Conservation Trumps Politics to Help Manitoba Moose
Moose in Manitoba have declined dramatically, down 90% over the last 20 years. Wolves, ticks and parasites, are the main culprits for the decline. The moose numbers are so bad, hunters are putting down their rifles. First Nations tribes have treaty hunting rights, and Metis tribes have aboriginal hunting rights. Some Manitoba aboriginal leaders say conservation trumps politics during a crisis like this. "I know we have treaty rights to hunt but if there's nothing to hunt, what good are they? We have to support whatever can bring the population back up," said Grand Chief Ron Evans, head of the Assembly of Manitoba Chiefs.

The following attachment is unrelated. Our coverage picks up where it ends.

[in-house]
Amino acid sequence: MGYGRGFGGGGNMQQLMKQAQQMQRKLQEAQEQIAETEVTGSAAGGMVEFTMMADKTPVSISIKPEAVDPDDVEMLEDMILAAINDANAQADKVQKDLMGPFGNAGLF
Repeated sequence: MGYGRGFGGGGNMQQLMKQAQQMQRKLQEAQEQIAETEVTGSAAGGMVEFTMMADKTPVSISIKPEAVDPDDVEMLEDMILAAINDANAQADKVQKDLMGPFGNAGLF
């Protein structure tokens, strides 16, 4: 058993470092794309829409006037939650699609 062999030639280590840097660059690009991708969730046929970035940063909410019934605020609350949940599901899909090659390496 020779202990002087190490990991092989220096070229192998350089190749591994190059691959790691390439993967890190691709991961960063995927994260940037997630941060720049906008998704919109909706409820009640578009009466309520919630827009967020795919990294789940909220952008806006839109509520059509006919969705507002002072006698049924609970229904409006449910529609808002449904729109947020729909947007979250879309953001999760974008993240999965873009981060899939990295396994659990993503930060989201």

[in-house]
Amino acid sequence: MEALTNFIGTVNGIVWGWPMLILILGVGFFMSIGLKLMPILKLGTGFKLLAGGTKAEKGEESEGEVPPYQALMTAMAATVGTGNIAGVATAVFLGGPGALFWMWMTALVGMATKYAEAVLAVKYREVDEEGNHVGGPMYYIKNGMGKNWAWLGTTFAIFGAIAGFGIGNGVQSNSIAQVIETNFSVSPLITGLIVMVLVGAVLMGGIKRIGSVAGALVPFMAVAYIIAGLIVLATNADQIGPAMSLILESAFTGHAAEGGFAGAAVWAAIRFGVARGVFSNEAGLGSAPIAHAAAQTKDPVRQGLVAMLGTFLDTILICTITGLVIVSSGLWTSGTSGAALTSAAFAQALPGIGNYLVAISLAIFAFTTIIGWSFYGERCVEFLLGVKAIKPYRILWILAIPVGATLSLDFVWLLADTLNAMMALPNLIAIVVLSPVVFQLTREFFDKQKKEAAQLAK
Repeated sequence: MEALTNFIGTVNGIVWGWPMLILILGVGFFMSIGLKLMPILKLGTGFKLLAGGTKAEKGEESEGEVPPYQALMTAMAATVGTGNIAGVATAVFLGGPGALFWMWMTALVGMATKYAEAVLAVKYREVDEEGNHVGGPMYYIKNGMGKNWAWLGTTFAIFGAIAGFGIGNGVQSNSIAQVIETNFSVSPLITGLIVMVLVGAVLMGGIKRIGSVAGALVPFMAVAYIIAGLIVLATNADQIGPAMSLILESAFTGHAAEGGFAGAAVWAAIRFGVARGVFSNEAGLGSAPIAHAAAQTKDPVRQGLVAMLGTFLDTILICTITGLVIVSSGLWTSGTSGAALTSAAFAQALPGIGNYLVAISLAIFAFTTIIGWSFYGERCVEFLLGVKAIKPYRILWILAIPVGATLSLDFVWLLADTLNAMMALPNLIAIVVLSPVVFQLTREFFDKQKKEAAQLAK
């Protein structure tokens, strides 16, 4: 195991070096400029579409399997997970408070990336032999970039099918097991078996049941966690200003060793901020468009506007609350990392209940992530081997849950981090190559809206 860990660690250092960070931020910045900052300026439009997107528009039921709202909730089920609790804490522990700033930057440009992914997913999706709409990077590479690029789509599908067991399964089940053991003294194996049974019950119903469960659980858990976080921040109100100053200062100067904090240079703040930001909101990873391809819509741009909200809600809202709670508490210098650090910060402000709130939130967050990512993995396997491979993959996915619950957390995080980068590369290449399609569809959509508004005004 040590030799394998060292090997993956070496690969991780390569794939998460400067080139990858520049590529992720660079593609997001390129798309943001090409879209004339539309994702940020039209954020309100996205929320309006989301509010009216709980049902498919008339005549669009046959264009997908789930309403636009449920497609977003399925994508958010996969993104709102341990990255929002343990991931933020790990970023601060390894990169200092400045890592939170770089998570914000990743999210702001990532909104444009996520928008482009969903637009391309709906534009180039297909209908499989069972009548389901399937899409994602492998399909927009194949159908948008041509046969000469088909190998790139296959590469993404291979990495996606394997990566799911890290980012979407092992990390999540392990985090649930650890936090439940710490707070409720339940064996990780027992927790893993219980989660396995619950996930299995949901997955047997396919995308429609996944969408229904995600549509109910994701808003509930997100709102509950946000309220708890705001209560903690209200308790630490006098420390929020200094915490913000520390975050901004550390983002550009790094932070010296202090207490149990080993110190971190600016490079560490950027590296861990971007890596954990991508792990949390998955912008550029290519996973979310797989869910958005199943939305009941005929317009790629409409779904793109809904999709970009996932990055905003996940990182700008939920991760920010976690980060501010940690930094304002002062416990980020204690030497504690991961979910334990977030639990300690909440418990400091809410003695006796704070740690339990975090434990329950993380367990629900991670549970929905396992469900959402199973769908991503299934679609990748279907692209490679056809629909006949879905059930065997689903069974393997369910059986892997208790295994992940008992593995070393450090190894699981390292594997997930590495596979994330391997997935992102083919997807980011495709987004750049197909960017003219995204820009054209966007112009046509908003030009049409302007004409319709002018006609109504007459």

Last year there was a ban on moose hunting in the Swan Lake and Pelican Lake region, that area has now been extended to include the Duck and Porcupine Mountains of western Manitoba. The ban covers game hunting in a triangle bordered by the Saskatchewan border to the west, Lake Winnipegosis to the east and Duck Mountain to the south. Manitoba is thinking of starting similar measures in eastern Manitoba.
The province is now turning two of the moose's biggest predators against each other, by having hunters go after wolves. They are offering $250 per pelt to trappers who also turn over tissue samples, and wolf tags are now good for 2 instead of only one. From Winnipeg Free Press.